Lesson 18

Tips on Witnessing to Jehovah’s Witnesses

1. Background

The Watchtower Society was founded by Charles Taze Russell (1582-1916), who had left his Presbyterian background because he was unwilling to believe in the doctrine of hell. Russell then worked in Adventist circles, coming to accept the Bible’s inspiration only after an Adventist persuaded him that the Bible didn’t really teach eternal punishment. Russell began publishing Zion’s Watchtower in 1874, teaching that the Kingdom of God would commence with the culmination of Christ’s return (which had begun in 1874) and Armageddon in 1914. After that event failed to happen, the Society changed in doctrine to teach that Christ’s return began—not ended—in 1914. The Society subsequently taught that the resurrection would take place in 1925, but dropped this teaching in 1926.

2. Scripture

The New World Translation (NWT) of the Bible is the only legitimate translation in their view. It was translated by the Society, and is filled with mistranslations, with words often added to change the meaning of the original Greek or Hebrew text.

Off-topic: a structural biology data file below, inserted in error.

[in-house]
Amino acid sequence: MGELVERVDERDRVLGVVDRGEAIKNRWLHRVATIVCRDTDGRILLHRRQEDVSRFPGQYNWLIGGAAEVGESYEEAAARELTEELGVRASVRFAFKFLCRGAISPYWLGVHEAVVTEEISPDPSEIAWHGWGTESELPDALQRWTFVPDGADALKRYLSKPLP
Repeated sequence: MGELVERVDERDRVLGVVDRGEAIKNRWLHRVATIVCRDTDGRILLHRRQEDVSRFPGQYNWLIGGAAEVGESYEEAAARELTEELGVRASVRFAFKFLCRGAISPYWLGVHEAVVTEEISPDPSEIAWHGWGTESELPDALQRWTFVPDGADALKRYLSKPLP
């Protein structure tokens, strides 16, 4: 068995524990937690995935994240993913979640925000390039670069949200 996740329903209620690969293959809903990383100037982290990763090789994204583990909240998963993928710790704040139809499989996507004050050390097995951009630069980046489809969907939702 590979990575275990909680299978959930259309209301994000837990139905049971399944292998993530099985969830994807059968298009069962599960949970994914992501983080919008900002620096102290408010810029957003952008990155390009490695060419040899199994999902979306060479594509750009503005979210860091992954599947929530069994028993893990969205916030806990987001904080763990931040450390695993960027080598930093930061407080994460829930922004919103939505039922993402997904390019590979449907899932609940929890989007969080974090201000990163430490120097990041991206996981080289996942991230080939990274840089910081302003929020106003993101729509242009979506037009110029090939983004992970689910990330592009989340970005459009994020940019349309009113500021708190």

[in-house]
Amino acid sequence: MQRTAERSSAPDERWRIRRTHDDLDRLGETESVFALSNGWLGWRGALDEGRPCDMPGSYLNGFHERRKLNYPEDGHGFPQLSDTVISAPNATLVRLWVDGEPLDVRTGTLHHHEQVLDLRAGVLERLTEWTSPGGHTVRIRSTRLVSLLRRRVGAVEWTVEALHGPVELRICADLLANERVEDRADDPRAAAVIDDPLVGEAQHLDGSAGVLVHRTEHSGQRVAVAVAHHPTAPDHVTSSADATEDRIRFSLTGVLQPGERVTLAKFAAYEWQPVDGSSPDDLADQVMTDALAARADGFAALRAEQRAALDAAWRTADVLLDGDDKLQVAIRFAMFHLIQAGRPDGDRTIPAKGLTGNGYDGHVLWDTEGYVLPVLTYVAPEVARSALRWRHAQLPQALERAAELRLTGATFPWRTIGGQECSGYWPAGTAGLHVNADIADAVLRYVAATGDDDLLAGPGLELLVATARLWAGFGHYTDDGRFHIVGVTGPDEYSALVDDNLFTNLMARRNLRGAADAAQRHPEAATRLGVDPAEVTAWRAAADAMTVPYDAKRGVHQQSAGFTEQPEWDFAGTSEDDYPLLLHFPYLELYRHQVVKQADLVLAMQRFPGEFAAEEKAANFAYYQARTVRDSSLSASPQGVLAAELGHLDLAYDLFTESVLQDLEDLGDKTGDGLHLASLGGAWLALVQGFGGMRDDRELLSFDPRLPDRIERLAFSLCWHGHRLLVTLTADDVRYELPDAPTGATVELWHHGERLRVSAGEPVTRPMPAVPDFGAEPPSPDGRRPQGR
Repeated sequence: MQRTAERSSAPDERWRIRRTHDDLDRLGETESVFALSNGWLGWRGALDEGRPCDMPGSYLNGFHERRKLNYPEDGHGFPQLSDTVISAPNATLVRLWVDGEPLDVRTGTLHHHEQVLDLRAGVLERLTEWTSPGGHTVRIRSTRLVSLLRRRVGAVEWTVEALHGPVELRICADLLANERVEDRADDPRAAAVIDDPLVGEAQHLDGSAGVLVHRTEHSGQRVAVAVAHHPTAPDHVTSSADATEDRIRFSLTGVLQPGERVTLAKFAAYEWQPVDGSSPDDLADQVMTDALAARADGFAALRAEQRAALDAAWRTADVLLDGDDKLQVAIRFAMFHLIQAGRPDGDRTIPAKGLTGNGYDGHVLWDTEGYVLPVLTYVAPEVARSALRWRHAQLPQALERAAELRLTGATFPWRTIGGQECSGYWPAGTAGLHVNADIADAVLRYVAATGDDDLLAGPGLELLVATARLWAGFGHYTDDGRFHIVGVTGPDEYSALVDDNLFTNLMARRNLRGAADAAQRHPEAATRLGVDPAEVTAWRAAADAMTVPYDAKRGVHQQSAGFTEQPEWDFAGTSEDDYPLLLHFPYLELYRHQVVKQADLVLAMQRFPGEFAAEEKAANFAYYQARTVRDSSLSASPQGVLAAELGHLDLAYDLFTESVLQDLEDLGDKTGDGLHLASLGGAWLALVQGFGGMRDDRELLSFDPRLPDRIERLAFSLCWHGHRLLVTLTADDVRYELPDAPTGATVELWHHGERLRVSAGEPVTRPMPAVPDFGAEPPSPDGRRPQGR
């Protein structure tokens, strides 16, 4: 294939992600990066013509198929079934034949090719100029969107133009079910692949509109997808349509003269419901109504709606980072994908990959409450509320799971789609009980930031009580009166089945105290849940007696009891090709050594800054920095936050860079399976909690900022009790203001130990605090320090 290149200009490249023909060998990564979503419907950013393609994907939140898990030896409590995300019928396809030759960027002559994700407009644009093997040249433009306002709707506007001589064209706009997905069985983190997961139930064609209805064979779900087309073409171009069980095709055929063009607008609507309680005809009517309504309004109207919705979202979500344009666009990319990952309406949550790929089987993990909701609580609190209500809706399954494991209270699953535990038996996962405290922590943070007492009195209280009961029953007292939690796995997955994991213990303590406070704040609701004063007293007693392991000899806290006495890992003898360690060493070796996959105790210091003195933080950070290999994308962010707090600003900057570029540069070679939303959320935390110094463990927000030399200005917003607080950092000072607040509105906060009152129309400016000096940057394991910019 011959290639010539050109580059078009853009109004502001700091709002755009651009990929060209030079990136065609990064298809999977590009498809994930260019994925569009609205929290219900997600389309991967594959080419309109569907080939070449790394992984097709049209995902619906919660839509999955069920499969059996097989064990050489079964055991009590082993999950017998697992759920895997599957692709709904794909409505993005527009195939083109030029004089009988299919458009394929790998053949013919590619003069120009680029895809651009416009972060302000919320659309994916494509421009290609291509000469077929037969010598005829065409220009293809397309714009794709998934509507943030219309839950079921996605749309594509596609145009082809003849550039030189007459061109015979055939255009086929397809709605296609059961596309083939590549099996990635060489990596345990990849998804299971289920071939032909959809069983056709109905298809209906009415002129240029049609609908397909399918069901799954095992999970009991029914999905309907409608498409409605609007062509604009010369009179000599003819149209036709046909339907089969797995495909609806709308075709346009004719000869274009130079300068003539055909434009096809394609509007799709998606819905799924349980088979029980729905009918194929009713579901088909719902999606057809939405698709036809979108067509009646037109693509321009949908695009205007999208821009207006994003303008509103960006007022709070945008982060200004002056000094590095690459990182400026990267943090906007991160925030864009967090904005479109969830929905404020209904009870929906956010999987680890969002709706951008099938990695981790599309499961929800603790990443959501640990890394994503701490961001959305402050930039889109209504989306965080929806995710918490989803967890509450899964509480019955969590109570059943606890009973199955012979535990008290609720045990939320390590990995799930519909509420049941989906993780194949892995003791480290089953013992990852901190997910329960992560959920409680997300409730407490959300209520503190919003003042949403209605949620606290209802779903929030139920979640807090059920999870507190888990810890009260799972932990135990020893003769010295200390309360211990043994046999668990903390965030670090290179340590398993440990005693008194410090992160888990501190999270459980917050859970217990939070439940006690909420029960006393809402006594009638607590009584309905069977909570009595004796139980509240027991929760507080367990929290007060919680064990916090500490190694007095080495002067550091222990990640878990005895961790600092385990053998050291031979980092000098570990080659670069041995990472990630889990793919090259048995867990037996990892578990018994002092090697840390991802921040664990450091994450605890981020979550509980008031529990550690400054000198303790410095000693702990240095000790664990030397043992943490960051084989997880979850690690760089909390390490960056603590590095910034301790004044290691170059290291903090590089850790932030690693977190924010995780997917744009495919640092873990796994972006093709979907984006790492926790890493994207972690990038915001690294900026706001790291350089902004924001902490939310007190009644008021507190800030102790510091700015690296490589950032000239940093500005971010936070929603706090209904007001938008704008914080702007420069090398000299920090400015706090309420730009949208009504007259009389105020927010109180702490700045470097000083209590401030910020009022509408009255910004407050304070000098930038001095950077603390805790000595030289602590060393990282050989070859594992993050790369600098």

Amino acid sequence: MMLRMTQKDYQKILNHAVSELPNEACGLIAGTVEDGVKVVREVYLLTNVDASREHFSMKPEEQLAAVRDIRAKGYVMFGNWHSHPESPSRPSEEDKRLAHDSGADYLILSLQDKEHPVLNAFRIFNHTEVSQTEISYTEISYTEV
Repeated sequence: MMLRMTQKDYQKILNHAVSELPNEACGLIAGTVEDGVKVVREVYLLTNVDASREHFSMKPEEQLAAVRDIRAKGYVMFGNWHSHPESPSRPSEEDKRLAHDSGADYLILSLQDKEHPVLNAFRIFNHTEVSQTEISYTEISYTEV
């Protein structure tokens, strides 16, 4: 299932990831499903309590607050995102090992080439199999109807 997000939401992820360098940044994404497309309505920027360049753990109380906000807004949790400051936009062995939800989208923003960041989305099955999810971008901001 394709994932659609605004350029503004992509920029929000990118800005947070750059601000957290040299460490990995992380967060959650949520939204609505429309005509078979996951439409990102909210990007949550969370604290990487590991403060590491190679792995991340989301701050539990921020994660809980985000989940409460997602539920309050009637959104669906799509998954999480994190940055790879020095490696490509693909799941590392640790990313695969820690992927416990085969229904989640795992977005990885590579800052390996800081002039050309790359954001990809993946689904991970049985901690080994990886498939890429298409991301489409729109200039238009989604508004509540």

3. What they Believe—The Major Issue

There are several beliefs that separate Jehovah’s Witnesses from Christianity. Jehovah’s Witnesses are forbidden from speaking to “opposers”—those who disagree with them and don’t appear ready to convert. If you don’t want to scare them off, try asking questions that will enable them to do most of the talking, yet get them thinking. Witnesses often don’t know the Bible very well—only the Watchtower publications and their proof texts. Encourage them to read the Bible on its own authority. Also agree with them about the moral filth of our culture, and the need for righteousness and obedience to God’s Word. This is our “common ground” and a good starting point. Then move to the weightier issues. Here’s the biggest falsehood the Society teaches...

The Big Issue Question: Do you agree this is the big issue? If you have the right Jesus, you’re right for eternity, but if you have the wrong Jesus, you’re wrong for eternity.